Atlanta Hawks coach Nate McMillan believes big men entering the league from other countries thrive because they were taught the fundamentals of the game at a young age.
That grasp of the all-around game has helped international big men dominate the NBA.
Last season’s MVP voting confirmed the return to prominence of big men in the NBA. The voting also highlighted the dominance of big men from other countries.
Denver’s Nikola Jokic of Serbia was the MVP winner, followed by Philadelphia’s Joel Embiid from Cameroon. Milwaukee’s Giannis Antetokounmpo from Greece finished fourth in the voting and was the NBA Finals MVP. Golden State’s Stephen Curry was third as the only guard in the top four.
Meanwhile, Utah’s Rudy Gobert from France won his third defensive player of the year award. Atlanta’s Clint Capela from Switzerland was the NBA’s top rebounder.
McMillan says some U.S. players are missing the lessons of the “triple threat” skills of shoot, pass and dribble toward the basket that were learned by the players in other nations.
“I just think they come in with the basic fundamentals, more so than our players do,” McMillan said Tuesday.
“It used to be a lot of that, but now our guys are not spending as much time in those types of programs. ... You don’t spend four years in college anymore where coaches can develop those basic fundamentals of the triple threat.”
McMillan then paused before asking, “You know the triple threat? You say that to one of our guys and it’s like ‘Give me the ball and let me just ...’”
McMillan didn’t have to finish the sentence. He could have said “Let me just dunk” or “let me just score.”
Jokic, who averaged 8.3 assists while also posting big scoring and rebounding numbers, flourished while also making his teammates better.
Jokic isn’t motivated to dominate the spotlight on the court. That’s also the way he lives.
“I don’t want to raise my celebrity status,” Jokic said. “You can control that in some way. I don’t have social media. ... I would rather nobody knows me than everybody knows me, you know. So, it’s much better if nobody knows me.”
Embiid couldn’t escape the spotlight while averaging 28.5 points last season. He added 2.8 assists per game and wants to be known for his play on the other end of the court.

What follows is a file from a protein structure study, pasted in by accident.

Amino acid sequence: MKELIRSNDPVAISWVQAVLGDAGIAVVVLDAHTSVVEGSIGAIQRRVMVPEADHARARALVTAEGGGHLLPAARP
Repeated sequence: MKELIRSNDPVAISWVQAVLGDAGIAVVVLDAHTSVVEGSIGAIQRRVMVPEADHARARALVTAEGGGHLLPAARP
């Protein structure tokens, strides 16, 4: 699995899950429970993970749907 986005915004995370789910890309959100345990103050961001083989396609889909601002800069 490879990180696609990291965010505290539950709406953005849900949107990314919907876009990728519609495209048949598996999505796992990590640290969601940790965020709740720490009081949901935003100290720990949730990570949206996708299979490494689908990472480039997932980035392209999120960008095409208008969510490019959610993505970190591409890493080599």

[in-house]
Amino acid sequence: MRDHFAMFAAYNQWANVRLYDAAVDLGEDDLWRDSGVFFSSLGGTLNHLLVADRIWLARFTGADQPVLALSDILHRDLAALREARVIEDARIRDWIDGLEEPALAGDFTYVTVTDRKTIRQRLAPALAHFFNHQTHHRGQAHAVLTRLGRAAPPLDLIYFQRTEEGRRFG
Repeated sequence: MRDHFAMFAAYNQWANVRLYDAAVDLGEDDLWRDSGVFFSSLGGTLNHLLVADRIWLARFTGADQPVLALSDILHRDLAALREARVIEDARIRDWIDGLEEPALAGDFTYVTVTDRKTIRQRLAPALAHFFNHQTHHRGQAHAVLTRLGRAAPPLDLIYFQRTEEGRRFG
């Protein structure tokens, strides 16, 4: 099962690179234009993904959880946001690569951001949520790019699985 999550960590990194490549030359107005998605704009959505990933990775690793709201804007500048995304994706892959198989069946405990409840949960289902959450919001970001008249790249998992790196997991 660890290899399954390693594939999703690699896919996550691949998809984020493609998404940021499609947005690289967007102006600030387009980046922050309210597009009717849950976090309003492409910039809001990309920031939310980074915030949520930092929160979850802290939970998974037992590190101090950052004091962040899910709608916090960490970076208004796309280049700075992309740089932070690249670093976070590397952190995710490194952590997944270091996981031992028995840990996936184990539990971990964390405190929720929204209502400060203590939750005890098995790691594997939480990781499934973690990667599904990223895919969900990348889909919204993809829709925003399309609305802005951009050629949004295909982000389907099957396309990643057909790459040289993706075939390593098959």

“I have aspirations to be the defensive player of the year,” Embiid said at the 76ers preseason media day. “I think I have to be more active and it’s hard to do because offensively I’m also asked to do a lot. I don’t mind. I love it. I love carrying a team on both ends. I think that’s what probably makes me special, because I do it on both ends.”
Capela led the league with 14.3 rebounds while making almost 60% of his shots from the field and adding two blocks per game. Capela’s rebounding and defense were big reasons the Hawks beat Embiid’s 76ers to reach the Eastern Conference finals.
The wave of international big men also includes such players as Phoenix’s Deandre Ayton from the Bahamas, Chicago’s two-time All-Star Nikola Vucevic from Switzerland and Dallas center and power forward Kristaps Porzingis, who is from Latvia.
Capela said international big men “embrace our role.”
Capela said his role is, “Make sure that I do my work. Make sure I finish whenever I get the ball inside. ... You rebound, you create extra possessions. You erase mistakes with blocks. I take pride in that.”
The international big men also support each other.
“I’ve know Jokic since I was in high school,” Capela said. “Joel for a long time. Rudy since I was back in high school as well. We’ve known each other and support each other.”
Capela hasn’t played this preseason while having treatment for a sore left Achilles. He participated in live drills for the second time on Tuesday and expects to be ready for the season.
Some U.S. centers and power forwards still rank among the best in the league. McMillan included Anthony Davis of the Los Angeles Lakers with Jokic and Embiid in his list of top big men before adding that Miami’s Bam Adebayo “has turned into an unbelievable player.”
Indiana’s Domantas Sabonis is a Lithuanian-American who was born in Portland. Minnesota’s Karl-Anthony Towns is a Dominican-American who was born in New Jersey.
There’s no denying the impact of international big men.
“You see the skill level, the feel of the game,” McMillan said. “Those guys come into our league with all of that.”